A Smart Mama’s Guide to Tax Refunds: Make Your Money Work for You


Every single year for the past fourteen years, my husband and I have owed money on our taxes. Sometimes a little, sometimes a lot, but always owed. This year, thanks to opening our own business and a few changes in tax laws, we got our first ever refund. To say that we were excited was an understatement. I actually hugged my accountant, who I have met only twice. It was a little uncomfortable for both of us. 

I’ll admit, the temptation was there to blow our “free money” on something super fun and frivolous – a new TV, iPads for the kids, a weekend in Vegas, etc. One look at our checking account made us come to our senses fairly quickly. Since the money was burning a hole in our pocket, my husband and I agreed that each of us would take a small amount ($100 or less) to spend on ourselves. I chose a high thread count sheet set; he picked out a new golf driver. After that, we each researched the best ways to spend our tax refund and narrowed it down to a few choices.

If you too are receiving a refund this year, consider the following smart financial moves:

  1. Catch up on bills – We always pay our mortgage, utilities, and car payments on time, but we had a few small medical bills and high-interest credit cards that definitely needed some attention. Paying those off was the first priority.                                                                                                               
  2. Start an emergency fund – Most financial planners recommend having 3-6 months worth of income in a stand-alone emergency fund. We certainly don’t have this much, but we established a separate account and added a little money, with a solid plan to add a little more out of each paycheck in 2019.  If all goes well, by the end of the year, we should have solid savings.
  3. Bulk up your retirement account – If your company offers a 401K, make sure you are taking full advantage of it. If not, speak with a financial planner about stating an IRA. Depending on your employment situation and income, you may be eligible to do both.                                                           
  4. Fund your HSA – If you have a high-deductible health plan, this is a fantastic way to make your money work for you. Money goes in pretax and grows tax-free.  It’s not taxed upon withdrawal as long as it is used for qualifying medical expenses.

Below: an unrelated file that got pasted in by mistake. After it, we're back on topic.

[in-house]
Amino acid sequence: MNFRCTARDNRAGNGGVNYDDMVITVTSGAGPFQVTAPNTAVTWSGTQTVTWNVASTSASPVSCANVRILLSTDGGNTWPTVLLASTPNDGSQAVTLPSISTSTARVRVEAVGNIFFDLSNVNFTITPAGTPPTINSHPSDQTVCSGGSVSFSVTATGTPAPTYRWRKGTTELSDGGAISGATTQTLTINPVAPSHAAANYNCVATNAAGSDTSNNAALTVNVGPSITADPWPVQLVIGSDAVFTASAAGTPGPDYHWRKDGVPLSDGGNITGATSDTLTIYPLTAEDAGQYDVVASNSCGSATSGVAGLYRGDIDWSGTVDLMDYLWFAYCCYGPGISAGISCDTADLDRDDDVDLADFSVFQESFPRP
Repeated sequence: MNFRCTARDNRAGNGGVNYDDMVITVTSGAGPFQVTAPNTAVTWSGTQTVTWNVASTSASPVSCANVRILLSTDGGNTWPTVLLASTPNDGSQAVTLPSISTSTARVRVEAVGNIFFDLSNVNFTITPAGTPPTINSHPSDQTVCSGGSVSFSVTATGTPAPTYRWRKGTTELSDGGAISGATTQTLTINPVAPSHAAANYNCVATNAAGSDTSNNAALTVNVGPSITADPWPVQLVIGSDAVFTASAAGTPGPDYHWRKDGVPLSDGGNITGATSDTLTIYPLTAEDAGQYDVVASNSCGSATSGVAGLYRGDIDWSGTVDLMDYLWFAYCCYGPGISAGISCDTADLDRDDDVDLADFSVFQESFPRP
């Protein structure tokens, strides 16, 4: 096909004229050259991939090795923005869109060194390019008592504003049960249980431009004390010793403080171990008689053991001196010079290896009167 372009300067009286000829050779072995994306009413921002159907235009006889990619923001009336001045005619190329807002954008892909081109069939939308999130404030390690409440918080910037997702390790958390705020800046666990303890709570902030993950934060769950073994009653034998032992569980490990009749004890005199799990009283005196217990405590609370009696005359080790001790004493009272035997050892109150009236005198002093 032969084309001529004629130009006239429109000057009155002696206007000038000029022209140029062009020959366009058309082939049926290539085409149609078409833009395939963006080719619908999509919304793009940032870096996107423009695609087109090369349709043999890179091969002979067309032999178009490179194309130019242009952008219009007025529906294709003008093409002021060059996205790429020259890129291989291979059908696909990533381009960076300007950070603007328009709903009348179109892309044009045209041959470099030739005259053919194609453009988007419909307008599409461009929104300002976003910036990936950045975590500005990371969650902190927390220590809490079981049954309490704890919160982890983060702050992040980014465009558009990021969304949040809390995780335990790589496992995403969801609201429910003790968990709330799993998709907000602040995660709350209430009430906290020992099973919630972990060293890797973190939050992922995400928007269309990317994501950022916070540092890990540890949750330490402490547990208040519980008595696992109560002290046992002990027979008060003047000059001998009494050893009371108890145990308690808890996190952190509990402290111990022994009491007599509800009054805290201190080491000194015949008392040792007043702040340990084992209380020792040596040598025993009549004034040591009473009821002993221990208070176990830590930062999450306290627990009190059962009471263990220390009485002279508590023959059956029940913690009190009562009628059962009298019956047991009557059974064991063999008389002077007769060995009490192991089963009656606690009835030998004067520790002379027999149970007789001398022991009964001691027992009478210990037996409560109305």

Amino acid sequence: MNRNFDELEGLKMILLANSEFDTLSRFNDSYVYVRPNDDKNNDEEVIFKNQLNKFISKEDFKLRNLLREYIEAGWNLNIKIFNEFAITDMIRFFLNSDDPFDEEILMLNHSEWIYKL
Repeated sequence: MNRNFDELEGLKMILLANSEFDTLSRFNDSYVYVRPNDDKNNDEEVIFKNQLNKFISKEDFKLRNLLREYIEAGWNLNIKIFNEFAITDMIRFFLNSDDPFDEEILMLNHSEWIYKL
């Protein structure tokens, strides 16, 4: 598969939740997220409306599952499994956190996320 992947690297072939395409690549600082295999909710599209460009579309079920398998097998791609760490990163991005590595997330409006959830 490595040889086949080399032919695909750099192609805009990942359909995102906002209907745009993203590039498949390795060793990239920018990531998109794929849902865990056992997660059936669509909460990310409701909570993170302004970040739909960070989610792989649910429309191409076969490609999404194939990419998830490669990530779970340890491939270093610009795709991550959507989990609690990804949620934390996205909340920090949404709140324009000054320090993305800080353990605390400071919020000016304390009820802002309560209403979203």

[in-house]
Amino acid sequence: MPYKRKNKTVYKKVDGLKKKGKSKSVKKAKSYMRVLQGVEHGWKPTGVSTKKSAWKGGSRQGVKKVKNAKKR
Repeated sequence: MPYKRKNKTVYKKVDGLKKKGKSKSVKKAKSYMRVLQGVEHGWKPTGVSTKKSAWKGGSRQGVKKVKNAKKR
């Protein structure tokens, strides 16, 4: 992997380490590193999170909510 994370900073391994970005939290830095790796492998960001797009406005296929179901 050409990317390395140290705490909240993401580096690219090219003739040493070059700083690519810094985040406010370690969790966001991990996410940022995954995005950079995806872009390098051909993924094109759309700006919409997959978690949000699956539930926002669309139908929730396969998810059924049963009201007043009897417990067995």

5. Open a college savings account (or add to your current one) – If you have children of any age and you think you will be financially able to help them with college expenses, you may want to consider a 529 college savings plan. With these particular plans, you invest after-tax money and your dollars aren’t taxed as long as the proceeds are used for educational expenses.                                                                                                                         
  6. Life Insurance – This is something that my husband and I had thought about for years and never thought we could afford. When we sat down to really crunch the numbers, we were surprised at how affordable the term policies actually were. For a $500,000, 30 year policy, we are paying less than $30 each per month (it should be noted that we are both healthy and under age 40 with no pre-existing conditions). 
  7. A charitable donation – Anne Frank once said, “No one has ever become poor by giving.” If there is a non-profit in your life that holds particular meaning for you, consider a tax-free donation. It’s an awesome way to give to others and leave a legacy. 

It is important to remember, that although your tax refund may seem like “bonus cash,” it is actually a sign that, at some point during the year, you overpaid the government. 

It may be a good idea to sit down with an accountant or tax professional and review your withholdings for the next tax year. Making sure you are financially on track for 2019 can help you avoid debt and grow wealth.

What about you? Are you using your tax refund to improve your financial well-being?



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